On the shore by planet p
Disclaimer I don't own Doctor Who or any of its characters.
A gang of mangy-looking gulls cawed shrilly overhead, winding their way in spirals above the father and daughter couple, standing on the dull, grey sand, father holding little daughter's hand tightly as the wind competed with the ducking, diving gulls for loudest distraction on a glum, cloudy day. A splash of rain dropped down out of the sky onto the little girl's cheek, signalling the oncoming storm, and the little girl lifted a hand to touch the water, which squished under her little hand and became little more than a smudge, before she was hastily scooped up into father's arms and they went running for cover, back to Mother, back to Car, as the rain began in earnest, pelting the roof of the car Mother sat in, loud as gunfire.
"Never have I seen such a dishevelled-looking pair," Mother said, as Father pulled the door firmly shut - Bang! - and Mother pulled a face. Ears!
"Oh look," she added, now, "the beach!"
Father frowned, patted Daughter's ginger head. "Oh look, glum woman sporting glower shuts herself in tiny car all alone!"
Mother's face broke into a grin, and, seeing her mother's joy, Daughter began to laugh. Mother swatted at Father's arm. "Minuscule car!" she gasped, trying hard not to laugh, and glanced over at the backseat. "If it was down to the spaciousness of that seat back there, Melody would be a lonely, lonely child."
That wiped the smirk off Father's face - so happy before that he could still make mother smile; little one laugh. He glanced at the offending backseat, dubious.
Mother bent over and picked something up that had been waiting in the foot well, by her feet. The rain was a soft patter now, and seemed to be easing. If it went on like this, it would let up soon. She hoped so, as she passed a piece of bread to Daughter and began ripping another piece into shreds.
She paused and reached over to take the slice of bread from Daughter's mouth. "For the birds, darling."
"Good," the little girl replied, licking the crumbs from her lips. Still, the mention of birds had her pricking up her ears and paying attention. Birds flew in the sky. That was so far away. She could hardly make out any detail, from that far away. It would be amazing to see them close up. To feed them.
Father patted her head, showing her how to rip the bread into smaller pieces.
Once her piece of bread had been successfully shredded, she picked up all of the pieces and clutched them in her hands, holding them out for her mother to inspect. A couple of pieces fell out of her slightly shaking, tiny hands, but she ignored them, intent on Mother's reaction, her eyes locked to her Mother's in eager anticipation. Good?
"Perfect!" Mother beamed, offering her a bright smile, a bucket-load of sunshine that warmed her cheeks and her heart.
"Birdies! Birdies hungry!"
"Oh, I'm sure they will be!" Mother said.
Daughter looked up at Father. He looked sleepy, his eyes a little sparkly and a little flat, at the same time. She smiled at him.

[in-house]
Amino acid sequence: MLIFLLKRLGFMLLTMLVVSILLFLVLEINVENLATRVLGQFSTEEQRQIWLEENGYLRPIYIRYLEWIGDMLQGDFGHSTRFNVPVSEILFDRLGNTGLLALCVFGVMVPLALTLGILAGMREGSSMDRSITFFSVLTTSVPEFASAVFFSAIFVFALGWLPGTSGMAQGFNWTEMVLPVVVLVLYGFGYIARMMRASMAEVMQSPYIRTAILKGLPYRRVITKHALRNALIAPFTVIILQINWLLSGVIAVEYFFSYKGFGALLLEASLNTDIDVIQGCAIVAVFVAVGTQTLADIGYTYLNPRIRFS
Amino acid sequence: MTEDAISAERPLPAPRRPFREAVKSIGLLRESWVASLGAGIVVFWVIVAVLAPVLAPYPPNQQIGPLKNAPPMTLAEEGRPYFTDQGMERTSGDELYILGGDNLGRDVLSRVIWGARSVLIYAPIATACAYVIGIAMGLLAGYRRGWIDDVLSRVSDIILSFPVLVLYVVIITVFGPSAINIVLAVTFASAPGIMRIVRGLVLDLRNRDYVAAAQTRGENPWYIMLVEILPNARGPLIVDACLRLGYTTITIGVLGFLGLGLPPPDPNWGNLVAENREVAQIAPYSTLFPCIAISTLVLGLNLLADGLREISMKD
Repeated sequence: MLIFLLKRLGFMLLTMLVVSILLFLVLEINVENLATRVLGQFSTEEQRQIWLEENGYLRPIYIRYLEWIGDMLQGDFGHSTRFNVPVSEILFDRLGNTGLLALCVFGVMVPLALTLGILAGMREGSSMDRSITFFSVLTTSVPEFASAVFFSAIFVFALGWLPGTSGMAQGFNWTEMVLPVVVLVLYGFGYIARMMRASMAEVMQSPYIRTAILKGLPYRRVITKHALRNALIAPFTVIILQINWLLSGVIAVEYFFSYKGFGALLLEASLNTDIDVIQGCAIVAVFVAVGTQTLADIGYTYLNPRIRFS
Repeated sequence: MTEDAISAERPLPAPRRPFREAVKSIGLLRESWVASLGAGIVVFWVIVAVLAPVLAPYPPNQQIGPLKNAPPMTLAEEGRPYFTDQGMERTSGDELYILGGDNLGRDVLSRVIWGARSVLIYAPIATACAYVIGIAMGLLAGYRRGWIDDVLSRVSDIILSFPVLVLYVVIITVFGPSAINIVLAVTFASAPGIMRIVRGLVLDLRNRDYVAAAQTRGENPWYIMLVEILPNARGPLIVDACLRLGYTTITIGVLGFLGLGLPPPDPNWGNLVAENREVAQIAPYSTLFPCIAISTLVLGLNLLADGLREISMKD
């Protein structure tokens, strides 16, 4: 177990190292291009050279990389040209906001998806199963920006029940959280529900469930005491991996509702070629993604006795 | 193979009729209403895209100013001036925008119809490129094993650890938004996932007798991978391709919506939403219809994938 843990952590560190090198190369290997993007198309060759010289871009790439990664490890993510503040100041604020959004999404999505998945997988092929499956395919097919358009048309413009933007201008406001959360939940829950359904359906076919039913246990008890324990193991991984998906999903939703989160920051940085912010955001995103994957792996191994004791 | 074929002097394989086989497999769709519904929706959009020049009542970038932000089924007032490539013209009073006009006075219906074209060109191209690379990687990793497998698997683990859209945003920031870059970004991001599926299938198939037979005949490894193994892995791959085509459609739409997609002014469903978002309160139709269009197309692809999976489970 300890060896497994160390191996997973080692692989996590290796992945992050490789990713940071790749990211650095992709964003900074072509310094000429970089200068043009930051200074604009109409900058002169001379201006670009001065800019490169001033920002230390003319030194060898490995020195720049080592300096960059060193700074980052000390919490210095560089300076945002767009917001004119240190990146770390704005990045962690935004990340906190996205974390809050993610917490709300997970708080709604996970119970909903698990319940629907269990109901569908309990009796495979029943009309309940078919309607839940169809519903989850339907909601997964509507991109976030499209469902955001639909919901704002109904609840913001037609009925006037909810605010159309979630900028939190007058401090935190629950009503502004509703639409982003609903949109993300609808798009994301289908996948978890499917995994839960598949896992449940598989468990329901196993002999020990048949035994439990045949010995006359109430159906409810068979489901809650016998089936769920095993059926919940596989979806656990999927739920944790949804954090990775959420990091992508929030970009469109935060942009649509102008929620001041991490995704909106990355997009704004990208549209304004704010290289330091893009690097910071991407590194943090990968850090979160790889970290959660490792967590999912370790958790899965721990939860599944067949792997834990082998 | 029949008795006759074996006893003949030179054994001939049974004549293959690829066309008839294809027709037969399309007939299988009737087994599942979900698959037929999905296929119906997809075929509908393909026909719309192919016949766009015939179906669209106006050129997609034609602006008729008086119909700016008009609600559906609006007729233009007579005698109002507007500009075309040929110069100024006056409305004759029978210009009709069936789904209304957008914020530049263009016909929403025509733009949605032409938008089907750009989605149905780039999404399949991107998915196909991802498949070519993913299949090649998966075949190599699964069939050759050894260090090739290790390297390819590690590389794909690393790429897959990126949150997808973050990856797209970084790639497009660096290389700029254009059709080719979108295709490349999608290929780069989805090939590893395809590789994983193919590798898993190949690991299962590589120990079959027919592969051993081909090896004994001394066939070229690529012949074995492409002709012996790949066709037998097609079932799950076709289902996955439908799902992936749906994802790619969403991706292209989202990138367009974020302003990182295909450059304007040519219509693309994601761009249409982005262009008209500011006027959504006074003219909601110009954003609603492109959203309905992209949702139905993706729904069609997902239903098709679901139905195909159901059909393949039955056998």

He smiled back at her.
"Tah," Mummy said.
Daughter dropped the pieces of bread into Mother's hands. They joined the other pieces in Mother's lap, strewn with crumbs of all colours and sizes. She clapped her hands. "Yay!"
"Yah!" Mummy returned. "Birdies!"
Daughter clapped her hands. "Birdies hungry!"
"What sort of birds are they, do you suppose, Rory?" Mother asked Father.
"Gulls, I guess," he replied, and frowned at Daughter's frown.
"Ror-ree?" she repeated, looking confused.
Mummy nodded. "That's Daddy's name, baby. Daddy's name is Rory, like Baby's name is Melody."
Melody nodded, still frowning. "Mummy name?"
"Amy. Me, Amy; you, Melo..."
"Melody!" the little girl cried. "Birdies! Birdies names!"
"The birdies don't have names, baby. At least, not in... people-speak. Me- and you- and Daddy-speak. They may well have names in bird-speak, but Mummy doesn't speak Bird. Oh dear."
"Oh dear!" Melody agreed, sadly.
Daddy sighed. "But sometimes... sometimes we don't need to understand each other's language to understand what... what someone is feeling. Even birdies. Everybody gets hungry, don't they?"
Melody nodded. Yes, Daddy had a point. She followed Daddy's gaze, to the grey day outside, the birds wheeling overhead. She squinted, leaning forward, to make them out better. She couldn't really hear what they were saying, from in here. Were they saying that they were hungry? "Poor birdies!" she sighed.
Daddy sighed again.
"Daddy sleepy?" Melody asked, and Daddy seemed to perk up, awareness returning to his dull, glazed eyes. "Ror-ree sleepy?"
Daddy laughed. Melody liked the sound; it made her smile. Daddy's laughter was good. "Yeah, hon, Daddy's a little sleepy."
Melody patted his hand. "Okay, Daddy."
A sudden gust of cold, blustery wind announced that mother had pushed open the door, smiling, hand held out, palm upwards, testing the sky. She tumbled out the door, a moment later, holding out her hand for Melody, grinning. "Come along, Ponds!" she cried excitedly. "Hungry birdies awaiting!"
Melody climbed out of the car, towards Mummy, felt Mummy lend a helping hand to plant her feet on the ground. She shot a backwards glance at Daddy. Coming?
Daddy smiled, offering a nod, and got out the other side of the car. Mummy closed the door, handing her the bag of bread to hold onto, and when she looked again, Daddy had closed his door, too, and Daddy was coming around to take her hand. Yah! Mummy smiled at her, ruffling up her hair, and they walked together down to the shore to feed the birds, the waiting birds.